February 16, 2012 at 12:06 am |
    • burgermeister

      Brooke, please go read an official definition of "cult", and then try again.

      February 16, 2012 at 1:55 am |
    • murpis

      You all are funny. Maybe you should do a little research before you pass judgment. Ron- yes, Mormons can leave anytime they want.

      February 16, 2012 at 9:09 am |
  12. blaqb0x

    I have a great, great, great, great, great, great, great, great, great (great^8) grandfather. Can the mormon's baptize him?

    February 15, 2012 at 5:06 pm |
    • innkahoots

      You Bet. For a small fee, But if you call in the next ten minutes, you will recieve everlasting peace and harmony, at not extra charge. Just pay for the shipping and handling.

      February 15, 2012 at 5:11 pm |
    • MdawgMike

      Only if he's still wearing his caveman clothes.

      February 15, 2012 at 5:12 pm |
  13. The Phist

    Mormons should apologize for being mormons. What a stupid cult.

    February 15, 2012 at 5:05 pm |
    • murpis

      I'm sorry for being a Mormon.

      February 15, 2012 at 5:09 pm |
  14. JAM

    This is disgusting! Can't Christians just leave those who don't believe in their crap alone! You know Jews don't go around to other religions and say you have to convert to Judaism. Jews believe if you are not jewish you can be what ever you like so long as you live by the laws of Noah. But Christians think they have all the answers. So unaccepting and unholy!

    February 15, 2012 at 5:05 pm |

      JAM IT!!!!!!!!!!!!!!!!!

      February 15, 2012 at 5:08 pm |
    • Bibletruth

      A Christian is a follower of Christ. Jesus was very involved in telling the truth of salvation to anyone that would hear. However, the acceptance of His truths of Salvation and Holy Spirit living were and are always on a "whosoever will" basis. And the speaking of these truths is always on the basis of love for fellow man. Anyone who lays out threats, coercion, persecution, etc. is doing the work of Satan.

      February 15, 2012 at 5:24 pm |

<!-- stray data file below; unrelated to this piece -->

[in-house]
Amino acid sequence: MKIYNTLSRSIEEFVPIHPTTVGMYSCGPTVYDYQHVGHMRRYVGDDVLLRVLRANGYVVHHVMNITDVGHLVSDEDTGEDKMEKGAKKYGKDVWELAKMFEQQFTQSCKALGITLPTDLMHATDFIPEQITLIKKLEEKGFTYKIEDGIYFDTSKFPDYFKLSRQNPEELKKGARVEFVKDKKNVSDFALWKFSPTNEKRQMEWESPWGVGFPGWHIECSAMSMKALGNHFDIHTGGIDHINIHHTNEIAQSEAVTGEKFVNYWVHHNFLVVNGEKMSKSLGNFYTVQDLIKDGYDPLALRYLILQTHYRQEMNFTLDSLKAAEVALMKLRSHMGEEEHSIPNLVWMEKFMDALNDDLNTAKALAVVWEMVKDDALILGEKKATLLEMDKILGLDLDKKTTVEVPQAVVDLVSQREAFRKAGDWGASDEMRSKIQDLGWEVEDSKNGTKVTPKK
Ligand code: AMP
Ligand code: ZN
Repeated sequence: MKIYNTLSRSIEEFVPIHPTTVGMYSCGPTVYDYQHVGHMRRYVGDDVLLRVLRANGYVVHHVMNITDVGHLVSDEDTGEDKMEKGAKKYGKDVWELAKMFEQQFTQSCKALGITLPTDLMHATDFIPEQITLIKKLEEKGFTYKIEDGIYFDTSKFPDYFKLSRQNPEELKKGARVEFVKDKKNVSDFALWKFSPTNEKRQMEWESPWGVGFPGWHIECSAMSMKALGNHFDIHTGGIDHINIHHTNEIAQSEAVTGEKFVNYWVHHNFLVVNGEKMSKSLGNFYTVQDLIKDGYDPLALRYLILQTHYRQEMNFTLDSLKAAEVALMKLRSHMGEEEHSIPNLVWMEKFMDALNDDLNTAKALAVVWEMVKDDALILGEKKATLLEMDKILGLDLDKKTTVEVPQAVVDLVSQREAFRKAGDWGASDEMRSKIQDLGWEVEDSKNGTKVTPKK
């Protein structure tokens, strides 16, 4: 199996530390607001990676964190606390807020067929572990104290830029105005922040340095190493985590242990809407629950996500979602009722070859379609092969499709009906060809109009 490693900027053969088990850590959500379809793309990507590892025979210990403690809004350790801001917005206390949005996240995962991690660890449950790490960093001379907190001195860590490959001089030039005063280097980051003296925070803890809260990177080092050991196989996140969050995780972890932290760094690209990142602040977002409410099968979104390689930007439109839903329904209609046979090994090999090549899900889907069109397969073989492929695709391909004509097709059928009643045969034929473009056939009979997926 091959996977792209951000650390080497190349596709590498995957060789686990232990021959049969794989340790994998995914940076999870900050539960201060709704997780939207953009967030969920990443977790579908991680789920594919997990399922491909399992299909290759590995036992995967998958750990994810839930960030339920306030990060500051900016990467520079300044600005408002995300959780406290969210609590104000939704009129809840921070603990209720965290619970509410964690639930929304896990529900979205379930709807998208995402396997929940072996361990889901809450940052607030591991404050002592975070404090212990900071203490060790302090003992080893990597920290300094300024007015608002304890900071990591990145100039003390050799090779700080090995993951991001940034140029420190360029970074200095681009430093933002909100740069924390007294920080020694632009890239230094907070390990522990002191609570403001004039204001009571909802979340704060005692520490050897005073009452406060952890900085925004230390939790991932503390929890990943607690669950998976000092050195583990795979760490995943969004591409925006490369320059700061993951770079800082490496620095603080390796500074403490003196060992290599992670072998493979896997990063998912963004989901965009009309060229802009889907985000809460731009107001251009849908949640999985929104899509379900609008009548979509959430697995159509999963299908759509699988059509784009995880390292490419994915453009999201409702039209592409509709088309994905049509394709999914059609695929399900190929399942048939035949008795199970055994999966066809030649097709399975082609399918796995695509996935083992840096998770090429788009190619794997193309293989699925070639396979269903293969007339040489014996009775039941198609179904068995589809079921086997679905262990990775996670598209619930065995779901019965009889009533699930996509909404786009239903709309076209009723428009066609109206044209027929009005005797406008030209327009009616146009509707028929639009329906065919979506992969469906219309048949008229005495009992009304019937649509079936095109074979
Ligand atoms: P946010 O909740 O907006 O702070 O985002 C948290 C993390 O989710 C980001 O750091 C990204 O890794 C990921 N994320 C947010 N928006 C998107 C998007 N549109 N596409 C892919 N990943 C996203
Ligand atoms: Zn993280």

• bravante

      Well.. Jews believe that they are the chosen people and the rest of us some sort of second class humanoids (Note: biblical jews I mean)

      February 15, 2012 at 5:25 pm |
    • Jack 0 Lantern

      Noah??? Don't you mean Moses? Oh and last time I checked the Jews believe that they are the "chosen" people. All religions believe that they are the only one and that all others fall short. OH and hey, if the mormons want to baptize me and my raltives after we are dead, I don't care, becasue IM ALREADY DEAD!!!

      February 15, 2012 at 5:29 pm |
    • Jake

      When I read this headline I started popping some popcorn before I sat down and clicked the link. Hasn't disappointed.

      I love how people that believe in burning bushes, and the Red Sea parting, and others who believe in a man walking on water, and feeding thousands with a loaf of bread find other philosophies so unrealistic.

      February 15, 2012 at 7:44 pm |
  15. Brooke Willson

    "Church members, however, are supposed to request such baptisms only for their own relatives, Purdy said."

    This is disingenuous at best. Mormons have amassed the world's largest genealogical database because they baptize many people after death, not just their relatives. This, of course, is offensive to Jews. But it is equally offensive to Buddhists, Muslims, and to all other people of faith, including Christians who have already been baptized and don't believe they need that sacrament/ordinance again, especially after death. This is one more demonstration that Mormons are not just one more Christian denomination: they are a different religion which rejects Christian baptism and believes only their sacraments are salvific.

    February 15, 2012 at 5:03 pm |
    • denver2

      "they are a different religion which ... believes only their sacraments are salvific."

      Man, how I wish this was only true of Mormons.

      February 15, 2012 at 5:06 pm |
    • FormerMormon

      Disingenuous at best indeed. The Mormon church has done this repeatedly after promising to stop. FWIW, they've also baptized Adolf Hitler numerous times, as well.

      February 15, 2012 at 5:12 pm |
    • Bibletruth

      Why the Mormons baptizing for the dead should be offensive to anyone says bunches about the one who would take offense. Obviously, if it is something real (that is, it actually does what they think it does) those in whose behalf it is done will be ecstatic. If it is something not real (that is, it actually is an untrue thing, therefore meaningless), those in whose behalf it is done dont know anything, and their living reletives shouldnt care one way or the other. The real issue here is...why would anyone feel offended?...what is behind that?

      February 15, 2012 at 5:31 pm |
    • Lew

      Wilford Wooddruff 4th president , baptized all the sigers of the Declaration of Independance, ummmm was he related to all those as well, 36 yrs in the church, i found in church archives more lies . The leaders hide church history from its members, when we find it, we take it to them , and of course are called aposates, there are so many mental systems in place at every level to control the people and there thoughts and actions, at a very young age.

      Its packaged nice and sweet, but not even close